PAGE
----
Medical malpractice, also known as medical negligence, is more common than people think. A 1999 National Academy of Sciences’ Institute of Medicine report showed a conservative estimate of between 44,000 and 98,000 people die each year due to medical negligence. A 2010 report by the Office of Inspector General at the Health and Human Services Department demonstrates that almost half of the ...
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  • No Liability Cap for OHSU Doctor

    || 11-Feb-2010

    There once was a liability cap in Oregon of $200,000 for public agencies, including the Oregon Health Sciences University (OHSU). The cap was increased last year to $1.5 million. Caught in the middle of the liability cap reform was Ken Ackerman, a former television host and current realtor, who had sued neurosurgeon Dr. Alex West of OHSU for negligence after a 2003 surgery caused permanent damage. ...
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  • Almost Sterile Is Not Sterile Enough

    || 11-Dec-2009

    You know all those surgical tools and medical instruments, such as endoscopes and bronchoscopes, at doctors’ offices and hospitals? You probably also know they need to be properly sterilized to prevent infections and such. Unfortunately, there aren’t exactly a ton of sterilizers on the market, and one that is used by many hospitals, System 1 by Steris, has been slapped by the Food and ...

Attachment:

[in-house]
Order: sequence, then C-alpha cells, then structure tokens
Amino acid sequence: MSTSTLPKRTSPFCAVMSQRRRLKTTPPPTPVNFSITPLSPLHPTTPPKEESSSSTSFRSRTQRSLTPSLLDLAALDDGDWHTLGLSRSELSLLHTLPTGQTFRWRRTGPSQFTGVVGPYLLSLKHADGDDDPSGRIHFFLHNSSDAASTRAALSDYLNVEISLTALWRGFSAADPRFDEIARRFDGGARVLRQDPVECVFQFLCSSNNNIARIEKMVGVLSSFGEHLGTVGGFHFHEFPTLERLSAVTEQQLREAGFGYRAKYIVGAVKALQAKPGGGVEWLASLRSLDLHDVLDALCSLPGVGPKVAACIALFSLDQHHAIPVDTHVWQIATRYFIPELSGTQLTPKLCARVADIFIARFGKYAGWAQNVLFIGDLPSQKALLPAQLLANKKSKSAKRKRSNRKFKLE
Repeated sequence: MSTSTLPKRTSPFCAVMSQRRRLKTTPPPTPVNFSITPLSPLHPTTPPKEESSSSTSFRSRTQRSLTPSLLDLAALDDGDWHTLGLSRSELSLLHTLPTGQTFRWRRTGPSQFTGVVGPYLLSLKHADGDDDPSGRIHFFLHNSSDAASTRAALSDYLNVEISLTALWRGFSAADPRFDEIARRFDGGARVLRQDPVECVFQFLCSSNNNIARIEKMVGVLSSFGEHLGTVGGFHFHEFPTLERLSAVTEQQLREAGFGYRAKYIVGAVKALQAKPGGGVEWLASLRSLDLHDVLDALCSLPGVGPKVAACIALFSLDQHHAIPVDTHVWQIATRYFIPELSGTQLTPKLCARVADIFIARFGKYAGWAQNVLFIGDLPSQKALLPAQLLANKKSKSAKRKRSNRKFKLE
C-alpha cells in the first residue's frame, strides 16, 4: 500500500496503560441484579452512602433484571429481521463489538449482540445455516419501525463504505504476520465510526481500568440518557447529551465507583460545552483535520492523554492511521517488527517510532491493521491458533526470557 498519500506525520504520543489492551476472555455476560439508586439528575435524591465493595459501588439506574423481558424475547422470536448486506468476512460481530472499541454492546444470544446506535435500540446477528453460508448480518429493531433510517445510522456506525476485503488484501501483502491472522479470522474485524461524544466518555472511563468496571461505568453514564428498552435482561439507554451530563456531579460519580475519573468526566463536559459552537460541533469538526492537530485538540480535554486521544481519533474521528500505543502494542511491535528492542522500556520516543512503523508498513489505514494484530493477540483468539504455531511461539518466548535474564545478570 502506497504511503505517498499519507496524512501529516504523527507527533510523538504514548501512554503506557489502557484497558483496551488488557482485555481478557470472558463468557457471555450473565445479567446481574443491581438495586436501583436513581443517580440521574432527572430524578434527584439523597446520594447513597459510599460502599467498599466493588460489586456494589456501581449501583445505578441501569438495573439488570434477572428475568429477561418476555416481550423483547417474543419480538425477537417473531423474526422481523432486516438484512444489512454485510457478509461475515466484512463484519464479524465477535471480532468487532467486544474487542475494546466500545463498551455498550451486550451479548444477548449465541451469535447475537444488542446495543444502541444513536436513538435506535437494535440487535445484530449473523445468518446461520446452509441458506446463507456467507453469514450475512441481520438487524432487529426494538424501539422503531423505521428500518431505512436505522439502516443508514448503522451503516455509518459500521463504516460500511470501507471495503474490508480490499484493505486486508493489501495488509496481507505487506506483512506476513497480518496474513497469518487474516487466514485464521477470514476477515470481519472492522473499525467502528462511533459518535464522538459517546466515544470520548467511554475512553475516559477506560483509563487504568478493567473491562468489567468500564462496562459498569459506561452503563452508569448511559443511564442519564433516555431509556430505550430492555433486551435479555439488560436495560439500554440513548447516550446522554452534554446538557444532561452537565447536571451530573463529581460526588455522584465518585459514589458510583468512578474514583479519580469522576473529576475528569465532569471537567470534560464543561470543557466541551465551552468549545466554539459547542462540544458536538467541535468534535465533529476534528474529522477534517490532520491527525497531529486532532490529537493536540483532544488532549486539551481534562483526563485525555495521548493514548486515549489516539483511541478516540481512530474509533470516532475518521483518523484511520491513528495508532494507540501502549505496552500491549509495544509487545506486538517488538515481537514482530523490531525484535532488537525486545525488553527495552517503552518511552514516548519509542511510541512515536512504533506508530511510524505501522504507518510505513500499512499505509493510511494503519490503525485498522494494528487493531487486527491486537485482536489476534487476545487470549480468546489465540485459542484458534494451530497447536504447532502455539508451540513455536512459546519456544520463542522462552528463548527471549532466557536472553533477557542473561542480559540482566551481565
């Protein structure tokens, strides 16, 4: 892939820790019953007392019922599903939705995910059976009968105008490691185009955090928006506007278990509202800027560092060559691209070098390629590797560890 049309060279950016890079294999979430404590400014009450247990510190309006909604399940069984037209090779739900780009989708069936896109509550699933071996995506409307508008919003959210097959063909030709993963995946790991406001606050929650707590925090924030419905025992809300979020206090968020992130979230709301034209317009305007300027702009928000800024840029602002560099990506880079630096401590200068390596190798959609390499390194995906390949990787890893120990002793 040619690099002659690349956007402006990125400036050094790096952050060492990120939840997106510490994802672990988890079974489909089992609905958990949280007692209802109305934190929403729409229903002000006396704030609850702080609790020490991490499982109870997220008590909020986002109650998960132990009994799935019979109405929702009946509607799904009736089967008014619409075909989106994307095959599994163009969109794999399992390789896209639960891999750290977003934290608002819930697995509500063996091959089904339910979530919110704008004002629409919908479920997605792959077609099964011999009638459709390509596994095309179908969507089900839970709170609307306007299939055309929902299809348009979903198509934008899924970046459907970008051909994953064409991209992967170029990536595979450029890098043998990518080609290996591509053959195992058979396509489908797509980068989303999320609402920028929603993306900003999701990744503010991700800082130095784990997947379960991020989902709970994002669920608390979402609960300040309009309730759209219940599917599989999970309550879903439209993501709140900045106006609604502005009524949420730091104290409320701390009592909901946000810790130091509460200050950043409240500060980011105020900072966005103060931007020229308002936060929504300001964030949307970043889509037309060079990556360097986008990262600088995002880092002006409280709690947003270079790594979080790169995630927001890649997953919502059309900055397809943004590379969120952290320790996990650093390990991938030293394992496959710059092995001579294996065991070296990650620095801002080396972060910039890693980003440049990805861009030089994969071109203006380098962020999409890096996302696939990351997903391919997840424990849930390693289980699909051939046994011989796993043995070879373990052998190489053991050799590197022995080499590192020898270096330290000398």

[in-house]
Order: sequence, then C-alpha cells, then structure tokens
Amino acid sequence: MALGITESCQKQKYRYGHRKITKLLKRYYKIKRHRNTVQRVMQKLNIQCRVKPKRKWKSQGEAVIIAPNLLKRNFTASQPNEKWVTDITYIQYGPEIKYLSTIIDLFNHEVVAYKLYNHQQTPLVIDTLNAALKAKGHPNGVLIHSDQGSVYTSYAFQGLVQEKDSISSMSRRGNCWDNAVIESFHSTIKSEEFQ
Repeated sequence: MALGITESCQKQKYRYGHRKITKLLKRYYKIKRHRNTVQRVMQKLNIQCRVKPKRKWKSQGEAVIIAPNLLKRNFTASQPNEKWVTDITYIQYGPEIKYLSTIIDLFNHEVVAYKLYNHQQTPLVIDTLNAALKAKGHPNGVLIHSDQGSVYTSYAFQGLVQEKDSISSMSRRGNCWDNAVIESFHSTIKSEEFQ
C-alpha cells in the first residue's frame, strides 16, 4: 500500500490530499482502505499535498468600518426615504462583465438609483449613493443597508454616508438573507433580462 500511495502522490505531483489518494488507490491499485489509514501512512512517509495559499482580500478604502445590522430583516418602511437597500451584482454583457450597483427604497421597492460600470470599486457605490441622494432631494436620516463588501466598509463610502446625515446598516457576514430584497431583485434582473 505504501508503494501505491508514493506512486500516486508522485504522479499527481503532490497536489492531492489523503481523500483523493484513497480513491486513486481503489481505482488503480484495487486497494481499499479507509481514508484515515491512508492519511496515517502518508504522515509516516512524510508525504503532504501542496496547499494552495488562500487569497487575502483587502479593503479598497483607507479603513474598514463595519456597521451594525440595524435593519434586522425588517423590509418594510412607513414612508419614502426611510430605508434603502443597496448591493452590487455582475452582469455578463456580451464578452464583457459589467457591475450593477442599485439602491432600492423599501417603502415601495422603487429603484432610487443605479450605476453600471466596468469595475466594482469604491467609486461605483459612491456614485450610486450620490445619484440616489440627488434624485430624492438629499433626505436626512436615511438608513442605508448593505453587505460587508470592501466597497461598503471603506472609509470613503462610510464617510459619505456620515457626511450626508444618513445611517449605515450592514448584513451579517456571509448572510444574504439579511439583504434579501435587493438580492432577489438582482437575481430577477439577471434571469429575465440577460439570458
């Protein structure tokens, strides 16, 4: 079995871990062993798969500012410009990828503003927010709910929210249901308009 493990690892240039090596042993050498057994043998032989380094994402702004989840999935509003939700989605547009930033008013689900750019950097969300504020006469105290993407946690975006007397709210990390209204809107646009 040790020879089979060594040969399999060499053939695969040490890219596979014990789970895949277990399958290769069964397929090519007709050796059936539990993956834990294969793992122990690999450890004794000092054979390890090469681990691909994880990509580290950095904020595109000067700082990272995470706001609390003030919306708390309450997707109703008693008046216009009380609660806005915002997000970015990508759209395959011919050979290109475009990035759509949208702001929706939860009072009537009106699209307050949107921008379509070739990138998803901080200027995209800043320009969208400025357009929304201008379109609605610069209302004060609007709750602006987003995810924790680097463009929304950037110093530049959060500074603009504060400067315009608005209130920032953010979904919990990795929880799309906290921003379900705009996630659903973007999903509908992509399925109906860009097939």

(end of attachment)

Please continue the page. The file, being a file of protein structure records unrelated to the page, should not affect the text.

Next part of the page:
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  • When a Wrongful Death Lawsuit Lingers On

    || 19-Nov-2009

    Sorry, but here’s another nightmare story about an elderly patient who suffered extreme neglect at the nursing home paid to care for her. Alice Train suffered from dementia and diabetes but was otherwise mobile when she entered the Evergreen Milton-Freewater Health and Rehabilitation Center. Her condition dangerously deteriorated in less than two months and, according to the lawsuit filed ...